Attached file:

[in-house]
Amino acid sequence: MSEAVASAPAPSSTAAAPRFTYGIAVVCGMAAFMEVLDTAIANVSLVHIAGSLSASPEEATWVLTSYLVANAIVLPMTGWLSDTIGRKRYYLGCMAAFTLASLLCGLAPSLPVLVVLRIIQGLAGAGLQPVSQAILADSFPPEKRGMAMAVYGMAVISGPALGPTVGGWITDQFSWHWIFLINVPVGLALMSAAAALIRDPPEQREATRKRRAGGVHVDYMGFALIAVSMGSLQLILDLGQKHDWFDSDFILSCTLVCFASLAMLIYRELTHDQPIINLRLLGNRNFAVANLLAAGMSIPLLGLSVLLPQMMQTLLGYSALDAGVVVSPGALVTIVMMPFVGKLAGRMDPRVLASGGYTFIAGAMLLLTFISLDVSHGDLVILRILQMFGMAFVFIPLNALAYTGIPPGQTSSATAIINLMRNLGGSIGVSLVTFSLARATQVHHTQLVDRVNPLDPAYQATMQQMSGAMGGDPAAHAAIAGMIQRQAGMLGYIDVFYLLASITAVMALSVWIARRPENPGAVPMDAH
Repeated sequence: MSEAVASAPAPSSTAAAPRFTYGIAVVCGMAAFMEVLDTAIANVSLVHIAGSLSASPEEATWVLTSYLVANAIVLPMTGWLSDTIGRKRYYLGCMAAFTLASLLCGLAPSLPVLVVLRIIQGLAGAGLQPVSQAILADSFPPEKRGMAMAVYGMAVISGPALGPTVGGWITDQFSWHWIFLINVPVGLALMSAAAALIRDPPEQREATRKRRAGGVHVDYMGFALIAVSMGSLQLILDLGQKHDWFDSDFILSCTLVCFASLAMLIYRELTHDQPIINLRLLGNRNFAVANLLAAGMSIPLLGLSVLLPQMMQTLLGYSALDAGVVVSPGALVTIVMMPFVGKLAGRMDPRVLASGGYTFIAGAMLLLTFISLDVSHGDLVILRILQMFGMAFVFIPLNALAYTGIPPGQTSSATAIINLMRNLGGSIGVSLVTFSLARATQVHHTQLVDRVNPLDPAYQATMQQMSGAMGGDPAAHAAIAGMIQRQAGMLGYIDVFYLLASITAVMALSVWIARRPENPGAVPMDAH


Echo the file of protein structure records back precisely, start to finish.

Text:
[in-house]
Amino acid sequence: MSEAVASAPAPSSTAAAPRFTYGIAVVCGMAAFMEVLDTAIANVSLVHIAGSLSASPEEATWVLTSYLVANAIVLPMTGWLSDTIGRKRYYLGCMAAFTLASLLCGLAPSLPVLVVLRIIQGLAGAGLQPVSQAILADSFPPEKRGMAMAVYGMAVISGPALGPTVGGWITDQFSWHWIFLINVPVGLALMSAAAALIRDPPEQREATRKRRAGGVHVDYMGFALIAVSMGSLQLILDLGQKHDWFDSDFILSCTLVCFASLAMLIYRELTHDQPIINLRLLGNRNFAVANLLAAGMSIPLLGLSVLLPQMMQTLLGYSALDAGVVVSPGALVTIVMMPFVGKLAGRMDPRVLASGGYTFIAGAMLLLTFISLDVSHGDLVILRILQMFGMAFVFIPLNALAYTGIPPGQTSSATAIINLMRNLGGSIGVSLVTFSLARATQVHHTQLVDRVNPLDPAYQATMQQMSGAMGGDPAAHAAIAGMIQRQAGMLGYIDVFYLLASITAVMALSVWIARRPENPGAVPMDAH
Repeated sequence: MSEAVASAPAPSSTAAAPRFTYGIAVVCGMAAFMEVLDTAIANVSLVHIAGSLSASPEEATWVLTSYLVANAIVLPMTGWLSDTIGRKRYYLGCMAAFTLASLLCGLAPSLPVLVVLRIIQGLAGAGLQPVSQAILADSFPPEKRGMAMAVYGMAVISGPALGPTVGGWITDQFSWHWIFLINVPVGLALMSAAAALIRDPPEQREATRKRRAGGVHVDYMGFALIAVSMGSLQLILDLGQKHDWFDSDFILSCTLVCFASLAMLIYRELTHDQPIINLRLLGNRNFAVANLLAAGMSIPLLGLSVLLPQMMQTLLGYSALDAGVVVSPGALVTIVMMPFVGKLAGRMDPRVLASGGYTFIAGAMLLLTFISLDVSHGDLVILRILQMFGMAFVFIPLNALAYTGIPPGQTSSATAIINLMRNLGGSIGVSLVTFSLARATQVHHTQLVDRVNPLDPAYQATMQQMSGAMGGDPAAHAAIAGMIQRQAGMLGYIDVFYLLASITAVMALSVWIARRPENPGAVPMDAH